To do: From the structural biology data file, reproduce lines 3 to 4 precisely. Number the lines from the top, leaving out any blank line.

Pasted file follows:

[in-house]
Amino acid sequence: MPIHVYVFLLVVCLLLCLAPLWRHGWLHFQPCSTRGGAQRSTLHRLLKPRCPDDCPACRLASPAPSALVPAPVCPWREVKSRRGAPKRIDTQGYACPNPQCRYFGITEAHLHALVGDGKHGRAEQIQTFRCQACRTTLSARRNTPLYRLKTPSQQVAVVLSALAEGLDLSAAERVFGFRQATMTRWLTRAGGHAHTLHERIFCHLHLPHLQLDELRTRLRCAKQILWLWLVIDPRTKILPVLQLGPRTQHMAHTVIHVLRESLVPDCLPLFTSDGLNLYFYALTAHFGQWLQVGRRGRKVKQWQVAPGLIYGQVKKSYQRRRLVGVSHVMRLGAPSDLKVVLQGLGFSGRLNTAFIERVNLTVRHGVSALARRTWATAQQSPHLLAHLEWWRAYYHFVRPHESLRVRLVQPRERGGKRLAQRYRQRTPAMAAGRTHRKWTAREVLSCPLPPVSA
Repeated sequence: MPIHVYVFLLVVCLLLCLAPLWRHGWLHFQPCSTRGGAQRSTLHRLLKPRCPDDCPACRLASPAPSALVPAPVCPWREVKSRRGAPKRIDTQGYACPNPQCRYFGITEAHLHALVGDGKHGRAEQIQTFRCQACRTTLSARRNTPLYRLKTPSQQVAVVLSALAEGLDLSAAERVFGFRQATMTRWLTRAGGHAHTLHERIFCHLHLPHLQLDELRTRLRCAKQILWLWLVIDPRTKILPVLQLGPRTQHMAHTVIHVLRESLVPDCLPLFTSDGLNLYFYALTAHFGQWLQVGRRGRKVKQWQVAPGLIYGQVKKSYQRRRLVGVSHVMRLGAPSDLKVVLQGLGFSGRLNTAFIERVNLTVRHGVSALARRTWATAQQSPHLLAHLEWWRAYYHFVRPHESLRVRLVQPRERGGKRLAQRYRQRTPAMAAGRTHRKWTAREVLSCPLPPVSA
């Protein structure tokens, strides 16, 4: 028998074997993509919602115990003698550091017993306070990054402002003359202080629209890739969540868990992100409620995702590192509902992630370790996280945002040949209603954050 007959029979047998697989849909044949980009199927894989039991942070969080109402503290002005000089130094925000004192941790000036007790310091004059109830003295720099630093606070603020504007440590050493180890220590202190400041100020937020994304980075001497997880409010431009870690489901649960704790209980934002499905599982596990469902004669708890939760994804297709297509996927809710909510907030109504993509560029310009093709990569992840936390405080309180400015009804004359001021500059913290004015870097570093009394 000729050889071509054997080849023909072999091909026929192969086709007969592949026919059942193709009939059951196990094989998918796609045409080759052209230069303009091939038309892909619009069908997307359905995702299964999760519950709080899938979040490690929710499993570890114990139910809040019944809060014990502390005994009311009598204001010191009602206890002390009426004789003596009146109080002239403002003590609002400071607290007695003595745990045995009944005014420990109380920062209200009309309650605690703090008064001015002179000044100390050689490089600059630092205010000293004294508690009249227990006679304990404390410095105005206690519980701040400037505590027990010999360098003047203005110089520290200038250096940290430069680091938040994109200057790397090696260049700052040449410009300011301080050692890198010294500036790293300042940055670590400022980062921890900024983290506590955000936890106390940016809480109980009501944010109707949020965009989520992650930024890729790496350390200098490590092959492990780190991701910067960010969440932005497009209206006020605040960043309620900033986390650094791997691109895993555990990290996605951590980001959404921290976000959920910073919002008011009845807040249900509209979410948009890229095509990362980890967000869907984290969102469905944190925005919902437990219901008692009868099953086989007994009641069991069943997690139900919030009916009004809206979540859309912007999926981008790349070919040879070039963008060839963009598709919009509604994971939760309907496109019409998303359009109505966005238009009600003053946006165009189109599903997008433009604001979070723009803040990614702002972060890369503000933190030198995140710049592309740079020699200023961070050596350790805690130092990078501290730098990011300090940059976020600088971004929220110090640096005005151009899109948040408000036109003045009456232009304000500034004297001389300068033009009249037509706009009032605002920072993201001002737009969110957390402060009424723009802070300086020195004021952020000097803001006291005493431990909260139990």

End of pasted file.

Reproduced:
Repeated sequence: MPIHVYVFLLVVCLLLCLAPLWRHGWLHFQPCSTRGGAQRSTLHRLLKPRCPDDCPACRLASPAPSALVPAPVCPWREVKSRRGAPKRIDTQGYACPNPQCRYFGITEAHLHALVGDGKHGRAEQIQTFRCQACRTTLSARRNTPLYRLKTPSQQVAVVLSALAEGLDLSAAERVFGFRQATMTRWLTRAGGHAHTLHERIFCHLHLPHLQLDELRTRLRCAKQILWLWLVIDPRTKILPVLQLGPRTQHMAHTVIHVLRESLVPDCLPLFTSDGLNLYFYALTAHFGQWLQVGRRGRKVKQWQVAPGLIYGQVKKSYQRRRLVGVSHVMRLGAPSDLKVVLQGLGFSGRLNTAFIERVNLTVRHGVSALARRTWATAQQSPHLLAHLEWWRAYYHFVRPHESLRVRLVQPRERGGKRLAQRYRQRTPAMAAGRTHRKWTAREVLSCPLPPVSA
């Protein structure tokens, strides 16, 4: 028998074997993509919602115990003698550091017993306070990054402002003359202080629209890739969540868990992100409620995702590192509902992630370790996280945002040949209603954050 007959029979047998697989849909044949980009199927894989039991942070969080109402503290002005000089130094925000004192941790000036007790310091004059109830003295720099630093606070603020504007440590050493180890220590202190400041100020937020994304980075001497997880409010431009870690489901649960704790209980934002499905599982596990469902004669708890939760994804297709297509996927809710909510907030109504993509560029310009093709990569992840936390405080309180400015009804004359001021500059913290004015870097570093009394 000729050889071509054997080849023909072999091909026929192969086709007969592949026919059942193709009939059951196990094989998918796609045409080759052209230069303009091939038309892909619009069908997307359905995702299964999760519950709080899938979040490690929710499993570890114990139910809040019944809060014990502390005994009311009598204001010191009602206890002390009426004789003596009146109080002239403002003590609002400071607290007695003595745990045995009944005014420990109380920062209200009309309650605690703090008064001015002179000044100390050689490089600059630092205010000293004294508690009249227990006679304990404390410095105005206690519980701040400037505590027990010999360098003047203005110089520290200038250096940290430069680091938040994109200057790397090696260049700052040449410009300011301080050692890198010294500036790293300042940055670590400022980062921890900024983290506590955000936890106390940016809480109980009501944010109707949020965009989520992650930024890729790496350390200098490590092959492990780190991701910067960010969440932005497009209206006020605040960043309620900033986390650094791997691109895993555990990290996605951590980001959404921290976000959920910073919002008011009845807040249900509209979410948009890229095509990362980890967000869907984290969102469905944190925005919902437990219901008692009868099953086989007994009641069991069943997690139900919030009916009004809206979540859309912007999926981008790349070919040879070039963008060839963009598709919009509604994971939760309907496109019409998303359009109505966005238009009600003053946006165009189109599903997008433009604001979070723009803040990614702002972060890369503000933190030198995140710049592309740079020699200023961070050596350790805690130092990078501290730098990011300090940059976020600088971004929220110090640096005005151009899109948040408000036109003045009456232009304000500034004297001389300068033009009249037509706009009032605002920072993201001002737009969110957390402060009424723009802070300086020195004021952020000097803001006291005493431990909260139990």